How Do I Get a Family Member Committed to Rehab?
You are far from alone if you have a loved one with substance use disorder (SUD). Unfortunately, 22 million Americans suffer from SUD, meaning that most Americans either care for someone who suffers from addiction or are experiencing the struggle themselves.
However, just because addiction is common, it does not make it less serious. In some cases, you may need to take drastic steps to get your loved one the help they need.
Let’s discuss involuntary drug rehab and how you can get help today.
Convincing a Loved One to Go to Rehab
If you are confident that a loved one is addicted to drugs or alcohol, time is of the essence. The longer SUD remains untreated, the more dangerous it becomes.
That said, if you’re reading this and have yet to try and convince your loved one to seek help, don’t jump directly to involuntary commitment. There are other options.
We strongly recommend the “carrot” approach before taking out the “stick.” We suggest you try as hard as possible to convince your loved one to go to rehab independently before attempting to force them. Long-term recovery is dependent on the individual. It may be more challenging to achieve if someone has been forced.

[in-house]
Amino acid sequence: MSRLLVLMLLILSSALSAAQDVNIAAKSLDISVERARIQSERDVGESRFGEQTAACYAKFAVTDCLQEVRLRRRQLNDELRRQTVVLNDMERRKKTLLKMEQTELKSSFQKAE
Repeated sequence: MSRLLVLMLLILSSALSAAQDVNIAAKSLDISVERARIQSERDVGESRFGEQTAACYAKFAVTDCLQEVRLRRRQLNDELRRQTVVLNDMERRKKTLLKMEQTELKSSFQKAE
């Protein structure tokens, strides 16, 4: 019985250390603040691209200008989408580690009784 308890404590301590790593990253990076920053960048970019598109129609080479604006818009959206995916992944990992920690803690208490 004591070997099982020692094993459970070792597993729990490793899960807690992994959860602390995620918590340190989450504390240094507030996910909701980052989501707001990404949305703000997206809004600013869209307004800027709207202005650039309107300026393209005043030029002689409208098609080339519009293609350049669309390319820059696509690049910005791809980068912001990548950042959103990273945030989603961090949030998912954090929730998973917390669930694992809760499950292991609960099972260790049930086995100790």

The reason for this is simple. If rehabilitation is their choice, it is more likely to be successful.
Think about it.
When was the last time someone forced you to do something you didn’t want to do? Did you give that task 100% of your attention and commitment? Would you have been able to sustain that for 30 to 60 intensive days, followed by a lifetime of temptation to revert to old ways?
The answer is almost certainly no. Therefore, the more willing your loved one is to attend rehab, the better it is for everybody.
Planning an Intervention
Here are the keys to planning a successful intervention.
First, you need to choose the right time. Ideally, this is when your loved one is sober first thing in the morning, immediately after work, or whenever you think best. You know their habits better than we do.
Second, you need to invite the right people. If you’re worried about somebody causing unnecessary tension or making your loved one uncomfortable, they should not come. Even if it hurts their feelings, it isn’t about them.
Third, everybody needs to remain on-message for the duration of the intervention. This includes having prepared statements that you’ve personally reviewed beforehand. These messages should help encourage your loved one to seek treatment, not simply make them feel bad.